AMMA welcomes renewed support for the Australian Government’s Fair Work (Registered Organisations) Amendment (Ensuring Integrity) Bill 2017 in the wake of an “obscene image” tweeted by Victorian CFMMEU boss John Setka on Father’s Day (Sunday 2 September).
Recently appointed Australian Prime Minister Scott Morrison also flagged a potential review of the registration of the CFMMEU (the Construction, Forestry, Maritime, Mining and Energy Union), describing Mr Setka’s post as “the ugliest thing” he has ever seen.
Mr Setka has since deleted and apologised for the tweet which featured a photograph of his young son and daughter holding a sign that read “GO GET FU#KED”, targeting the Australian Building and Construction Commission and its boss Stephen McBurney.
Responding to the controversy, new Minister for Industrial Relations Kelly O’Dwyer said the government will consider all options available to deal with the CFMMEU, but as a first step urged Mr Shorten and Labor to stand up for workers and small business by supporting the Ensuring Integrity Bill which has languished before the Senate after its introduction to parliament in August 2017.
The Bill’s intention is to ensure unions and registered employer organisations are run by ‘fit and proper’ people, can be deregistered or placed under administration when, for example, there is widespread lawlessness, and can only merge when this is deemed to not be a risk to the public interest.
“Supporting this Bill would show the Labor Party has some genuine desire to create safer workplaces and would distance itself from a section of the union movement that has no regard for the rule of law,” Minister O’Dwyer said.
The Minister also called on Opposition Leader Bill Shorten to display leadership and cut ties with militant union the CFMMEU.
“John Setka’s use of his own children in an obscene image to target the hardworking officials of the Australian Building and Construction Commission is beyond the pale,” she said.
“Instead of abolishing the ABCC, Mr Shorten should abolish his relationship with Mr Setka and the militant wing of the CFMMEU.”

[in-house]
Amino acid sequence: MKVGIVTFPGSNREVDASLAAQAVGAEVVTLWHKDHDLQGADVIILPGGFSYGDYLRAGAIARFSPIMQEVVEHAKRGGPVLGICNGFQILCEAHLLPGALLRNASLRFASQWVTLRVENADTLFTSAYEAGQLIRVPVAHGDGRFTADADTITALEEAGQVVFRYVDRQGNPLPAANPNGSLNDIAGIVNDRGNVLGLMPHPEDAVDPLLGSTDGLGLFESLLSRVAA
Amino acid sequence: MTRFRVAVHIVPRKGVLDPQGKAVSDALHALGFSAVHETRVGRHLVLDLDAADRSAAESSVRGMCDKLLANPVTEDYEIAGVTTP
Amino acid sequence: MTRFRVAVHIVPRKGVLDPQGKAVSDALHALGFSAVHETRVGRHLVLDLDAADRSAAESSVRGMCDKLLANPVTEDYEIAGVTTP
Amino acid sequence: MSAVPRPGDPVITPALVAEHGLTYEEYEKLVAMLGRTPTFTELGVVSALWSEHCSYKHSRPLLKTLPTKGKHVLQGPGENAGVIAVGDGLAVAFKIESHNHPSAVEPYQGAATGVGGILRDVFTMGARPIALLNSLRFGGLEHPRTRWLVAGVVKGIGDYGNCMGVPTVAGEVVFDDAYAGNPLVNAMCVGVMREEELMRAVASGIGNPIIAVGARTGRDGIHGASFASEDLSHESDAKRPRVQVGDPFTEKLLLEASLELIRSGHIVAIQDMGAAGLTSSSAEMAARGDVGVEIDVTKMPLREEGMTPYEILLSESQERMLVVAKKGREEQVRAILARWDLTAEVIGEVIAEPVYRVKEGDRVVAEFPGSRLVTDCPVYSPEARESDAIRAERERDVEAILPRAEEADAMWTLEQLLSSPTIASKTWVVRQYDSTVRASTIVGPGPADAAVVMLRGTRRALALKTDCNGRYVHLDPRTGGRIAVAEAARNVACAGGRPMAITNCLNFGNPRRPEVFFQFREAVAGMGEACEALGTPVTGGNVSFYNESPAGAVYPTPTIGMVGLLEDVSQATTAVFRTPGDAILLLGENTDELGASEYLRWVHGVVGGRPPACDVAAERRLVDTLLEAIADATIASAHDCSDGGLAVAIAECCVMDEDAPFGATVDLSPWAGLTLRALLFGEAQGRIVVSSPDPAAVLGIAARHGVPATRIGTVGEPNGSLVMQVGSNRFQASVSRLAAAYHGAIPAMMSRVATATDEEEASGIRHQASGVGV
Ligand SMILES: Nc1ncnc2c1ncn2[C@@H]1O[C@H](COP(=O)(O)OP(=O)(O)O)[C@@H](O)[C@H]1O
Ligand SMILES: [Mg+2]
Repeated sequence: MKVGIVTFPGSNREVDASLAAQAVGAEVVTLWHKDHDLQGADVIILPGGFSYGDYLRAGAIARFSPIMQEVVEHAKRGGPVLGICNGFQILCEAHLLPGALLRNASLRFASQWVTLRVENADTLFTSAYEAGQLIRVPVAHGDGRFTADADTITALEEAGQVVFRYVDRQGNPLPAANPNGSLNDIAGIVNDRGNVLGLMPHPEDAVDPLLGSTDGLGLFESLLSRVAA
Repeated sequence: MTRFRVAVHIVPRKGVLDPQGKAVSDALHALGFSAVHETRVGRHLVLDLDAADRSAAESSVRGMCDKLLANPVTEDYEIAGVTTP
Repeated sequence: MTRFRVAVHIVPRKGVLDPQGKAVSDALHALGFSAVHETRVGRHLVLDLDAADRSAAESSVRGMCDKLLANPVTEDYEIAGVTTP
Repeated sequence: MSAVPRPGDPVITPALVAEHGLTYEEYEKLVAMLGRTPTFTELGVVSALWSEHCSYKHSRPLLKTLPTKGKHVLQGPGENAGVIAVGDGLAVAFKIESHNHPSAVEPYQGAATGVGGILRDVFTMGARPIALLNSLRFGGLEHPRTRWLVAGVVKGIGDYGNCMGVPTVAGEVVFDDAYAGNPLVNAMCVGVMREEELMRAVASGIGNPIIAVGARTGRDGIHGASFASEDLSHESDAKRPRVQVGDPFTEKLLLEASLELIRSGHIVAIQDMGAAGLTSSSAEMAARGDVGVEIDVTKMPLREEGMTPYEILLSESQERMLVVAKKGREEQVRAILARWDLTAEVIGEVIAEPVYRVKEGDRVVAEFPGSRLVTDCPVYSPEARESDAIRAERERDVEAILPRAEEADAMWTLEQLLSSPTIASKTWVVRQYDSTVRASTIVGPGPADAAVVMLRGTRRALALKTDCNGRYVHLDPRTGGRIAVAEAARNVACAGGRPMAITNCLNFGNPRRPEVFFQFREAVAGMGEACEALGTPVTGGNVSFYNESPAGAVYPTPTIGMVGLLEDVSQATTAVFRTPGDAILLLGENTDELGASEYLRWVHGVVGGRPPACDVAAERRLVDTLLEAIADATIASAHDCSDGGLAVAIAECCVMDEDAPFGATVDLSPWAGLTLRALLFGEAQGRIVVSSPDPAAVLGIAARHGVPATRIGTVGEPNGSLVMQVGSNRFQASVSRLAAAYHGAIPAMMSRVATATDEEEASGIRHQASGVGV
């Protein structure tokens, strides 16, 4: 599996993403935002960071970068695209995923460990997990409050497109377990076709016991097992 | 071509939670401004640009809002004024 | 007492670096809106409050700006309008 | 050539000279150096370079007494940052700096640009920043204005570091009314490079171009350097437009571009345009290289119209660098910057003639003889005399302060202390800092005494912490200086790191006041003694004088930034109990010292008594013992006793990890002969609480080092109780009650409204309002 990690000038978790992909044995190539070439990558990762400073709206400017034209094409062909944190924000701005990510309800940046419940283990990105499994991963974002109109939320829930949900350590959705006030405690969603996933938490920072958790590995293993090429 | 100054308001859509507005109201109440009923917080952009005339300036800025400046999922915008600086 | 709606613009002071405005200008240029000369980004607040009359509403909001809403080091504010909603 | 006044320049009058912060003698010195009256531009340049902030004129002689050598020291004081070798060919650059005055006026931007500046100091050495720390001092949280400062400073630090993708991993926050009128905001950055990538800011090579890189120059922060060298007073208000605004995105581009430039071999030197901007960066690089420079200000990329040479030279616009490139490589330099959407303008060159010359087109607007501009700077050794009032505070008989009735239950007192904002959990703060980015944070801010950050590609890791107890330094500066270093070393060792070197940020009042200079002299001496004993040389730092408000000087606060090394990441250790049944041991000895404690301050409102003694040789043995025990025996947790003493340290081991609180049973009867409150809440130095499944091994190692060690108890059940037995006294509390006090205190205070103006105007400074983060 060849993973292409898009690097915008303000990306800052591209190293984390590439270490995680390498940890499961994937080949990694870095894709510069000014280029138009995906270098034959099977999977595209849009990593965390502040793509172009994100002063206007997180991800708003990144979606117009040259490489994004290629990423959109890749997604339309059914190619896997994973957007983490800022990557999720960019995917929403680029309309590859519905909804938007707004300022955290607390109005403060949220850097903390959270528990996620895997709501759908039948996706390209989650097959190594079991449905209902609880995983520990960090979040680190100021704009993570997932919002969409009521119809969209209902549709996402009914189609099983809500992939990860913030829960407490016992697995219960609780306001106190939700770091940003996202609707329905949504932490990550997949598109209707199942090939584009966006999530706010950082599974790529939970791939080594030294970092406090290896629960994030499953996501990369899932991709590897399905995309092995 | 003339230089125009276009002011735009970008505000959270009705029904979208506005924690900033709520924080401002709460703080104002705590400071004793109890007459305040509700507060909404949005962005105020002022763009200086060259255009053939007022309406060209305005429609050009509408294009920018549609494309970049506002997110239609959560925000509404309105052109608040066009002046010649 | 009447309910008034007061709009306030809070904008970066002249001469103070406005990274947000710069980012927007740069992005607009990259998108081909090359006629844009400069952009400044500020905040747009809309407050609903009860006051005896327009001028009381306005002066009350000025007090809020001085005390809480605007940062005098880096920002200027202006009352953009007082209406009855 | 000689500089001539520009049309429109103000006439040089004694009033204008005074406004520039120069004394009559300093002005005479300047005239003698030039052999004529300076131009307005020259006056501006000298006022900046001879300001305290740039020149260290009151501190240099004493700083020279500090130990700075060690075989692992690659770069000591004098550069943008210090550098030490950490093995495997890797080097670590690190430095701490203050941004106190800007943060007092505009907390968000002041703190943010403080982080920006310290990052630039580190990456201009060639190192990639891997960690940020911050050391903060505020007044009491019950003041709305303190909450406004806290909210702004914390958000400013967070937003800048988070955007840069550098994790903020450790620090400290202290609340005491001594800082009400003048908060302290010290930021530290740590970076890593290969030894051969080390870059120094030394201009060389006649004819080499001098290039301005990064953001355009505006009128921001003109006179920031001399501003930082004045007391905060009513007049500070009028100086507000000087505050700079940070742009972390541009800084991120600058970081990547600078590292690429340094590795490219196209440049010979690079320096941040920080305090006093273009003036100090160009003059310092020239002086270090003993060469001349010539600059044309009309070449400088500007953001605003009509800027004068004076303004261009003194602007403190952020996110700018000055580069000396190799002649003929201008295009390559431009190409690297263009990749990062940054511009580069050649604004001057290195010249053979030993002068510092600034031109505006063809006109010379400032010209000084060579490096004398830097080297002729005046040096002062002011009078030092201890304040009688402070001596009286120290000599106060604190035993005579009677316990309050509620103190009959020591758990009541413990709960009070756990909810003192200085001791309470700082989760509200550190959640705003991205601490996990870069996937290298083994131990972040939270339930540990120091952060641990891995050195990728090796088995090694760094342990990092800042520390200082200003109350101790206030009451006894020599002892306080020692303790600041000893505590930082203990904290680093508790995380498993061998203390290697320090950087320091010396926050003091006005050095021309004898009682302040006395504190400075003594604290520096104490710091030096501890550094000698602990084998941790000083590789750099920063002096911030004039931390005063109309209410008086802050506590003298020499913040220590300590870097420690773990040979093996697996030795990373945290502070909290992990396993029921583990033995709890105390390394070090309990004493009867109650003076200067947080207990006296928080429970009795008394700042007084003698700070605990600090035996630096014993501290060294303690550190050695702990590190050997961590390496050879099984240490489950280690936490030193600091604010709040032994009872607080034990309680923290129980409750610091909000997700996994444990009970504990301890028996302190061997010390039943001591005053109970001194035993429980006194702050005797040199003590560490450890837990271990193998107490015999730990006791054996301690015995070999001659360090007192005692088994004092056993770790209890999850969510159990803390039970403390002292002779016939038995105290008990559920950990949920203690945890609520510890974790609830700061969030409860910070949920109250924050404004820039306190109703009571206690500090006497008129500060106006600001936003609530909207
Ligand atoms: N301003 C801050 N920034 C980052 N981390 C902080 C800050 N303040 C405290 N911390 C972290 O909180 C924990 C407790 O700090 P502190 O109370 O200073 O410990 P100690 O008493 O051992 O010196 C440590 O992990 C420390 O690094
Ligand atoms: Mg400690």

Former Prime Minister and ACTU boss Bob Hawke has previously urged Bill Shorten to cut his ties with the CFMMEU, the union which currently has 75 representatives before the courts or the Fair Work Commission.
$15.9 million in penalties have been awarded against the union in the past decade, with nearly $1 million in penalties already handed down by the courts this year.
AMMA Chief Executive Steve Knott welcomed renewed interest in the Ensuring Integrity Bill, which the Resources and Energy Group has lobbied strongly for since its introduction to parliament.
“Unfortunately, some unions make a business model of repeatedly breaking Australia’s laws and treating the fines as standard operating costs,” he said.
“We encourage the government to revisit its Ensuring Integrity Bill, which seeks to lift governance standards and accountability for all employer and union organisations registered under the Fair Work Act.
“Key measures include restoring the ability of the Industrial Relations Minister of the day to review the status of registered organisations and their office holders, in light of repeated contraventions of the law.”
In June, AMMA wrote to members of the Australian Senate crossbench, urging them to support the Ensuring Integrity Bill.
Last week AMMA also welcomed the appointment of Minister O’Dwyer to Scott Morrison’s ministry, highlighting the importance of the Ensuring Integrity Bill among a number of Industrial Relations issues for government review and consideration.
For more information of the Ensuring Integrity Bill or any other workplace policy matters, contact [email protected].